D’s are gone from the grading scale at Bryan Station High School, and the new Frederick Douglass High School can move ahead with plans for a biomedical science magnet school as a result of approvals from the Fayette County Public Schools board last week.
In addition, both high schools have announced plans for career-oriented academies this fall that will draw on help from local businesses and agencies.
“Our staff is ready to quit talking about what needs to be done to ‘fix’ an old (and) broken educational system and start doing the things that truly prepare students to be academically ready for the future they choose beyond our walls,” Bryan Station High School Principal James McMillin told the Herald-Leader.
In the 2015-16 school year, McMillin eliminated extra credit at the school so that grades would be a more accurate reflection of what students know. In asking to eliminate the D from the grading scale, he has said he doesn’t want students to be rewarded with a D passing grade for giving minimal effort.
Never miss a local story.
Both Bryan Station and Douglass will also offer small learning communities called career academies, which will allow students to connect what they're learning in the classroom with experiences that will help in careers when they graduate.
“The academy model allows us to create small learning communities for more relevant, rigorous and hands-on education around a career field that interests the student,” McMillin said. “We want to create opportunities for students to graduate with more than just a high school diploma, and that means we have to expose them to as many unique career and college pathways as we can. How else can we expect our students to make educated decisions when they leave our school?”
Both high schools will have an academy for freshmen that will focus on the transition from middle school to high school.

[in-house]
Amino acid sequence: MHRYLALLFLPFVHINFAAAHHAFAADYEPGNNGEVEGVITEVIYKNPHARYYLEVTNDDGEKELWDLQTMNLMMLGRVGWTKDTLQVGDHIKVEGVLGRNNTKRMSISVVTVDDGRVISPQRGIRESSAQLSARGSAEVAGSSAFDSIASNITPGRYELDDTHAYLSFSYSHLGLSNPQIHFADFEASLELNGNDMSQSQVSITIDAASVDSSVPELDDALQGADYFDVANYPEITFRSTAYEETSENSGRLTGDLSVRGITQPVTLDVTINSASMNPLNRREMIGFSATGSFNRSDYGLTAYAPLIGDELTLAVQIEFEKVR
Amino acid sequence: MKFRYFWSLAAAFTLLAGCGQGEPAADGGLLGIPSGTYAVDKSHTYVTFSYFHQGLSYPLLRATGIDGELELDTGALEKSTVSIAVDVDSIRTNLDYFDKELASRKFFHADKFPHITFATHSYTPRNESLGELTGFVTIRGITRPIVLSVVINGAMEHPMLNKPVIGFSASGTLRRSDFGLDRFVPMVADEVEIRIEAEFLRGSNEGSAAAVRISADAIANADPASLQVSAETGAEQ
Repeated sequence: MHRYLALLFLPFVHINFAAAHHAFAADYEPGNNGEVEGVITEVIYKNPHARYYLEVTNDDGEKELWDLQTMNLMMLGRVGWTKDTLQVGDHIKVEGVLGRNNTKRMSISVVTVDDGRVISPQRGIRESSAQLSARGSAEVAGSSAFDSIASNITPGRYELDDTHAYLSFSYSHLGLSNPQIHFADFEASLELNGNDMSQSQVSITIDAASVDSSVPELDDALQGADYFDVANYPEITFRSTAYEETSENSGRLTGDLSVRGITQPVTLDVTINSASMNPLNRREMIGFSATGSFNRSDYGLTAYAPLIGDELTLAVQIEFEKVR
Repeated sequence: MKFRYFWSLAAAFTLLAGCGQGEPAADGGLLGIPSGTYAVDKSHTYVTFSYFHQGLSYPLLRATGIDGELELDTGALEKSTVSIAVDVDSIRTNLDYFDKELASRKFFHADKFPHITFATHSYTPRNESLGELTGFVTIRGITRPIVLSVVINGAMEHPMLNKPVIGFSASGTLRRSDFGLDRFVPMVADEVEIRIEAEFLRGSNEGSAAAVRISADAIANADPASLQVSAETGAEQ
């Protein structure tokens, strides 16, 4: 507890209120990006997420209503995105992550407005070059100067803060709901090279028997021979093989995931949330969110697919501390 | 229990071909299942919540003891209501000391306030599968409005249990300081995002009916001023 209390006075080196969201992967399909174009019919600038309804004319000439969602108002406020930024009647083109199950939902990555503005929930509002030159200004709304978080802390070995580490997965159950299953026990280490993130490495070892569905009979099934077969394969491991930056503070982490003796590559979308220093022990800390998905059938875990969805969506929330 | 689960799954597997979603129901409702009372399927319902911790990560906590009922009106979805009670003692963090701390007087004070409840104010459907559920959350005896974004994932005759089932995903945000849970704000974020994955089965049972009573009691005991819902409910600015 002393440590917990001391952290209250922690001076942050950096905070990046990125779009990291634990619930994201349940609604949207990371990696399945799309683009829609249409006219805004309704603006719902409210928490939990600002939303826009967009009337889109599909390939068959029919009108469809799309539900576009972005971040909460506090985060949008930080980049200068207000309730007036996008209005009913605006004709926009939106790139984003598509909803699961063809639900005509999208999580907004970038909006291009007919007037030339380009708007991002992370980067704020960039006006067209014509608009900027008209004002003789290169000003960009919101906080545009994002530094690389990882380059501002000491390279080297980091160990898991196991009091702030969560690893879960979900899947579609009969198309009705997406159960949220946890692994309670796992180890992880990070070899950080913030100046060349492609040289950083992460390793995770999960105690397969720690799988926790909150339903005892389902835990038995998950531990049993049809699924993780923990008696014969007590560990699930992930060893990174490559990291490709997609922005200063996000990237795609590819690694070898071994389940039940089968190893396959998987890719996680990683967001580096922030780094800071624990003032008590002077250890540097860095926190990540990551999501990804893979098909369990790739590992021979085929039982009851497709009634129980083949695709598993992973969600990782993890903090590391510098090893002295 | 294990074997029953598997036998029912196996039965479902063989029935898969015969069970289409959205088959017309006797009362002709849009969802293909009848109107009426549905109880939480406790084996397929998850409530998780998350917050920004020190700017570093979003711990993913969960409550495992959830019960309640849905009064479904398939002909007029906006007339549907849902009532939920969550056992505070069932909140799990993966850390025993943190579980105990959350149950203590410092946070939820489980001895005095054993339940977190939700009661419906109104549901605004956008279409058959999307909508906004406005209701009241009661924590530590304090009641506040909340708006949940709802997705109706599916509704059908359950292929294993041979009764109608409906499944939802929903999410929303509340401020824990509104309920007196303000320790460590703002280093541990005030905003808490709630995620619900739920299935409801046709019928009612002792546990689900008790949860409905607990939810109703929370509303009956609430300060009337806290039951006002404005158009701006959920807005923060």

Bryan Station High will also offer an Engineering Academy; an IT Academy; a Leadership Academy with classes in finance, business management, culinary, hospitality and education, and a Medical Academy with classes in Pre-Nursing, Pharmacy Tech and health-related fields.
Officials at Douglass High School, which opens on Winchester Road in August, received school board approval to pursue a biomedical magnet school for the 2018-19 school year. As part of that magnet school, students can study the concepts of human medicine, physiology, genetics, microbiology and public health.
School board members have praised initiatives at both schools.
“The board’s approval of the Biomedical Sciences magnet program is a huge win for the students of Fayette County,” Douglass Academy Coach Shawn Hinds said, referring to the courses focused on developing the next generation of physicians, pharmacists and researchers. Students will be able to apply this fall in order to start in 2018-19.
Frederick Douglass High will also have the Academy of Technology and the Academy of Professional Services with classes in teaching and learning, entrepreneurship, finance and pre-law. The Academy of Medical Sciences will offer the biomedical sciences courses, nursing courses and health courses leading to careers in fields such as physical therapy and becoming an emergency medical technician.